Dear Daisy Dog
My bulldog, Winston, snores. My husband, who also snores, was diagnosed with sleep apnea. Do dogs develop sleep apnea, too? If so, what signs should I watch for?
I’m not sure how you are able to sleep, given the snoring that surrounds you every night. My dad often snores so loudly that I have to leave the room and sleep elsewhere.
He, too, has sleep apnea, and he treats it because he knows that left unchecked, it can cause high blood pressure and other cardiovascular diseases, memory problems, headaches, daytime sleepiness and additional difficulties.
Dogs also can develop sleep apnea and the problems that arise from it, so it’s important to watch for clinical signs in Winston.
The typical dog with sleep apnea has intermittent, brief episodes of cessation of breathing followed by snorted inhalations when breathing resumes.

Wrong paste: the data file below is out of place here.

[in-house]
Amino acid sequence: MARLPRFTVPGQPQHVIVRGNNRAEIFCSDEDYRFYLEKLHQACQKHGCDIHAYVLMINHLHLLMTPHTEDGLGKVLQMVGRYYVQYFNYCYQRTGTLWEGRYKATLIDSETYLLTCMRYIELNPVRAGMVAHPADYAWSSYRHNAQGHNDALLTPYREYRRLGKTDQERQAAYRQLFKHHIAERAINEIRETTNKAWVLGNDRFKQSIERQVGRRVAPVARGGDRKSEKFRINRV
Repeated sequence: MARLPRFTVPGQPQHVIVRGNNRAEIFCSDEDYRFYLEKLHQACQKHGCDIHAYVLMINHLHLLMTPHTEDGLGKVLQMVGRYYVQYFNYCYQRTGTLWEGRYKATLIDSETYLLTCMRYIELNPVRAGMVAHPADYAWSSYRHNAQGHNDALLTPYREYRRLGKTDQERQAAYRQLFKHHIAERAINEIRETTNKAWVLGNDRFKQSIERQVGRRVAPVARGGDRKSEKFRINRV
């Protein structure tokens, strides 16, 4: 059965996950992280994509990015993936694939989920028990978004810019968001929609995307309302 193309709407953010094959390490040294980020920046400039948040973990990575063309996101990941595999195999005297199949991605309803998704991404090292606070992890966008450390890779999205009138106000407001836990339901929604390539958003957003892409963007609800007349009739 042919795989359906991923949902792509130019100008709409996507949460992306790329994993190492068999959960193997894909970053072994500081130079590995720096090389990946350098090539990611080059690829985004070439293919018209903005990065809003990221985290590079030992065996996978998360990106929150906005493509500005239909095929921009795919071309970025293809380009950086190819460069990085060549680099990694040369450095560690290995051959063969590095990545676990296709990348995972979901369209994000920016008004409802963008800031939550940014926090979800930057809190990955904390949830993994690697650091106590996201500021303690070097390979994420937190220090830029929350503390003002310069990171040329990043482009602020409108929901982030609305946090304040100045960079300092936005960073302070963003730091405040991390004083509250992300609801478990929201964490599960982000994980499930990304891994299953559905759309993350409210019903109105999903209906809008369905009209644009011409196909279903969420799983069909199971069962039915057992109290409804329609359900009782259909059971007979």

The disorder occurs most frequently in bulldogs and other brachycephalic breeds, dogs with short (“brachy”) heads (“cephalic”).
In fact, bulldog sleep apnea is so common that this breed has been the subject of most of the animal studies conducted to enhance the understanding of human sleep apnea.
Research has shown that a brachycephalic dog, like a bulldog, may have tiny nostrils, an overly long soft palate, excessive tissue in the back of the throat and other problems with the respiratory anatomy.
These characteristics can lead to breathing difficulties when the dog is awake – and sometimes to obstructed air flow during sleep.
Sleep apnea also may have a neurologic component: The dog’s brain sometimes forgets to trigger a breath.If you notice that Winston has trouble breathing while he sleeps, or worse yet, he stops breathing for short periods of time, ask your veterinarian to evaluate him for sleep apnea.